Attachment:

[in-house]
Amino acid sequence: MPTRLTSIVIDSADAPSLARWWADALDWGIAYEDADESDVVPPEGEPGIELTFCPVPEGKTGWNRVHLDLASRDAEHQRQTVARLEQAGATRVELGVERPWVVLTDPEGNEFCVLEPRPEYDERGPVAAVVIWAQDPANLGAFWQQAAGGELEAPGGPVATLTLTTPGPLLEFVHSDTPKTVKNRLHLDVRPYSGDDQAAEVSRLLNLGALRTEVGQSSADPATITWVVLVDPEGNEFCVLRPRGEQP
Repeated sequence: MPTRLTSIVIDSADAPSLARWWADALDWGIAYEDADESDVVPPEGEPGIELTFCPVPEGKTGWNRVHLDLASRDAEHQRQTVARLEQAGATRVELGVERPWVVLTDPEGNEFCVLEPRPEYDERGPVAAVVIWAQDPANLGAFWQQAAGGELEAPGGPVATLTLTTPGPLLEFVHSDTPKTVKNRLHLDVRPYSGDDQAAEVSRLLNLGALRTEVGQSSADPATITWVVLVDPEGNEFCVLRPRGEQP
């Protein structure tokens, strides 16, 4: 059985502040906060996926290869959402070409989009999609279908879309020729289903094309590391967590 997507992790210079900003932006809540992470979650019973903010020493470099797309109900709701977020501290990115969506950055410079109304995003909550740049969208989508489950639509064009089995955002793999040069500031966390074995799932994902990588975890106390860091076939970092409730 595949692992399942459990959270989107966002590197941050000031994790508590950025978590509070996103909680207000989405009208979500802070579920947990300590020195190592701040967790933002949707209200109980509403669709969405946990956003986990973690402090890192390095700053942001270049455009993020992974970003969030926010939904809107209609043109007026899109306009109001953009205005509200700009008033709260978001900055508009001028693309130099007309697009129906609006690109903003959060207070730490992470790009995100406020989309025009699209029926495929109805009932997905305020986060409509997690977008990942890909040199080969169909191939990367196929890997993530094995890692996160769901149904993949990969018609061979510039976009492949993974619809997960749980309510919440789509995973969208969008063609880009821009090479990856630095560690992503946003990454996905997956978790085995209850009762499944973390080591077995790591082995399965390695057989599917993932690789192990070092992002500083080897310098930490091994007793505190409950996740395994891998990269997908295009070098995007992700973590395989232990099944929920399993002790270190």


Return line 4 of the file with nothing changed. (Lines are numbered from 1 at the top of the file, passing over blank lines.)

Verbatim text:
């Protein structure tokens, strides 16, 4: 059985502040906060996926290869959402070409989009999609279908879309020729289903094309590391967590 997507992790210079900003932006809540992470979650019973903010020493470099797309109900709701977020501290990115969506950055410079109304995003909550740049969208989508489950639509064009089995955002793999040069500031966390074995799932994902990588975890106390860091076939970092409730 595949692992399942459990959270989107966002590197941050000031994790508590950025978590509070996103909680207000989405009208979500802070579920947990300590020195190592701040967790933002949707209200109980509403669709969405946990956003986990973690402090890192390095700053942001270049455009993020992974970003969030926010939904809107209609043109007026899109306009109001953009205005509200700009008033709260978001900055508009001028693309130099007309697009129906609006690109903003959060207070730490992470790009995100406020989309025009699209029926495929109805009932997905305020986060409509997690977008990942890909040199080969169909191939990367196929890997993530094995890692996160769901149904993949990969018609061979510039976009492949993974619809997960749980309510919440789509995973969208969008063609880009821009090479990856630095560690992503946003990454996905997956978790085995209850009762499944973390080591077995790591082995399965390695057989599917993932690789192990070092992002500083080897310098930490091994007793505190409950996740395994891998990269997908295009070098995007992700973590395989232990099944929920399993002790270190």